Thursday, September 11, 2008

updated: The broadband Bible. A living text for I or we?

update: The seminar went well. About 30 in the room and some excellent interaction. I got a bit polemical at the end, but hey, I’m not a protest-ant for nothing! It took longer to prepare than I thought, with my thoughts ending up being about 3,000 words and taking a whole day to pull together. But I probably have the guts off a paper, (which is a bonus) – just need to find a home for it. — Wanted — journal publishing in the area of how the Bible is used in communities today.

I am due to deliver a post-graduate seminar at Tabor College tomorrow, 10 am-12pm. Here is where I think I am going ….

Modernity has been traced to Rene Descartes famous dictum: I think therefore I am. While a robust Trinitarian theology offers a more complex relationship between the one and the many, the “I” and the “we”, Descartes might well feel at home amid much contemporary church practice, where the dominant use of the Bible tends to focus on the intellectual employment by one individual, commonly called a sermon.

The relationship between the individual and the community, with specific reference to practices with regard to the Bible, will be probed through seven case studies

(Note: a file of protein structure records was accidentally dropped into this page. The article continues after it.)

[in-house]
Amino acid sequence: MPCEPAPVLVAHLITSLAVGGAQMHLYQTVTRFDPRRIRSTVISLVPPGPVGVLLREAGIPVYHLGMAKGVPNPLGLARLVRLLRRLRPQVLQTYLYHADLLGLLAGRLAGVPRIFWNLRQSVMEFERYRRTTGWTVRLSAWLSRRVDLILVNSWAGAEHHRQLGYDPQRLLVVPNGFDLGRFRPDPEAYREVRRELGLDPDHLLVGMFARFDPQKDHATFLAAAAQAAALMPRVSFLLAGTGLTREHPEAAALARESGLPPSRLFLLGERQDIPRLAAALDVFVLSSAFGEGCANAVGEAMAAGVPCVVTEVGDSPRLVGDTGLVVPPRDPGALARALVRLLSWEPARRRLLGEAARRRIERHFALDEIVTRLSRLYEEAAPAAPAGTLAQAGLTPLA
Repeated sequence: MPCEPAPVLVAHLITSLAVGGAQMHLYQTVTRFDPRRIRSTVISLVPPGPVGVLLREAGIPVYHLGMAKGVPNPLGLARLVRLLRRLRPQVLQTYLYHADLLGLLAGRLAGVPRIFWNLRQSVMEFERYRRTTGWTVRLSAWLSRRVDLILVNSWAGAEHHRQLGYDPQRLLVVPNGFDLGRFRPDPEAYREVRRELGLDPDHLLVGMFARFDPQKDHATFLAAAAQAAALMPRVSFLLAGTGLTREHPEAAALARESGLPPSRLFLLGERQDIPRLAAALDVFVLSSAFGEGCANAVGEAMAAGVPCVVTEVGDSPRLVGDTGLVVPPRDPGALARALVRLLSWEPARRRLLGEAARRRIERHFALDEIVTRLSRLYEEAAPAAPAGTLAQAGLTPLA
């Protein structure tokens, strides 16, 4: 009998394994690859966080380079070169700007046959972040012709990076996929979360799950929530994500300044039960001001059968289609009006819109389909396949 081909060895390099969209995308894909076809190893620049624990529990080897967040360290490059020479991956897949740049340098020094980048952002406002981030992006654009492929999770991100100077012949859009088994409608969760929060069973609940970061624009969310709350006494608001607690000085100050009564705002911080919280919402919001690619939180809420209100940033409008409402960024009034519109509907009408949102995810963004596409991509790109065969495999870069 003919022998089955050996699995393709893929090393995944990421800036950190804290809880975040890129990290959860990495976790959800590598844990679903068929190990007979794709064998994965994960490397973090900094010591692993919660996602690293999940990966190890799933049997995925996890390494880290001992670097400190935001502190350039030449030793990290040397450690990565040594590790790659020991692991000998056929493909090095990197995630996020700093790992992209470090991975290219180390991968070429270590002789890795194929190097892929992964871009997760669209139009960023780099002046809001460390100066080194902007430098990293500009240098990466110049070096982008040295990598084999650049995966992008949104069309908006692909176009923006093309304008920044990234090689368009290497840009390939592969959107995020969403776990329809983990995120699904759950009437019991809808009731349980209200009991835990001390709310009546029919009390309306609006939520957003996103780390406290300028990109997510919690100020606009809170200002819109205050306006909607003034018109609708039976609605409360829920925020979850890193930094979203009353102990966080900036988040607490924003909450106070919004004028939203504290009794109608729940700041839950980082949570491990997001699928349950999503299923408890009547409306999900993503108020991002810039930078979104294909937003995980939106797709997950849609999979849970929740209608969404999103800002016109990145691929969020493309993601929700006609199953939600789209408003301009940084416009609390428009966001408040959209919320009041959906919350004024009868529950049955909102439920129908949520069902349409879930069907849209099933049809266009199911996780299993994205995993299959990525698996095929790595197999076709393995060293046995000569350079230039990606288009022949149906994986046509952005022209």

1 – art images referencing Philip and the Ethiopian Eunuch
2 – the authoring of the Pauline corpus
3 – the Book of Kells and a Celtic scriptorium
4 – the front cover of a NIV Life application Commentary
5 – the practice of Dwelling in the Word
6 – Lectionary readings
7 – Kingdom signs blogs

Posted by steve at 01:32 PM


  1. I am interested to hear your critique of the sermon within the community. I would assume that we still need someone or some-ones to provide teaching and background. The problem is, that process has often been one way. Can we develop a healthier process of feeding back and listening to how the text is lived out?

    I am stuck here between agreeing with you and not agreeing. I think this is the way post-modernity learns/engage, yet is it the way God reveals?
    Does this type of reflective community engagement take place (and replace) the sermon or does it take place within homes or in smaller groups for you Steve?

    Comment by mark — September 11, 2008 @ 3:24 pm

  2. exactly the questions i am going to engage – the use of the 7 case studies is intended to offer some imaginative possibilities, but to place them within a trinitarian framework rather than a “this is cool” let’s try it 🙂


    Comment by steve — September 11, 2008 @ 3:29 pm

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